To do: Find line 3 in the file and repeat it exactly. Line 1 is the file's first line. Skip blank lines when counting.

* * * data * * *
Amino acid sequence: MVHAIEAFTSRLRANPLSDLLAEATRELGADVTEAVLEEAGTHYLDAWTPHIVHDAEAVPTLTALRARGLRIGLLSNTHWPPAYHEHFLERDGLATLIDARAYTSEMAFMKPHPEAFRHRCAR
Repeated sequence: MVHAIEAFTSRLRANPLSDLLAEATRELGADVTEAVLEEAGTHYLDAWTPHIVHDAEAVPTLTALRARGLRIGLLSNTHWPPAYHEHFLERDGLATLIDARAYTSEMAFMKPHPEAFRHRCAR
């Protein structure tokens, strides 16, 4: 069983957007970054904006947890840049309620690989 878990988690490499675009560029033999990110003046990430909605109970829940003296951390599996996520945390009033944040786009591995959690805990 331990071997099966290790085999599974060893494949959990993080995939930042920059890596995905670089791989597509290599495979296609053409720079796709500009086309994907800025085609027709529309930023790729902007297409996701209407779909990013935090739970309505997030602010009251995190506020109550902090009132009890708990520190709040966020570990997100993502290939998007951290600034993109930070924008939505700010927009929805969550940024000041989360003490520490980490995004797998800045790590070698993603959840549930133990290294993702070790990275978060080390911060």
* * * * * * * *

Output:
């Protein structure tokens, strides 16, 4: 069983957007970054904006947890840049309620690989 878990988690490499675009560029033999990110003046990430909605109970829940003296951390599996996520945390009033944040786009591995959690805990 331990071997099966290790085999599974060893494949959990993080995939930042920059890596995905670089791989597509290599495979296609053409720079796709500009086309994907800025085609027709529309930023790729902007297409996701209407779909990013935090739970309505997030602010009251995190506020109550902090009132009890708990520190709040966020570990997100993502290939998007951290600034993109930070924008939505700010927009929805969550940024000041989360003490520490980490995004797998800045790590070698993603959840549930133990290294993702070790990275978060080390911060």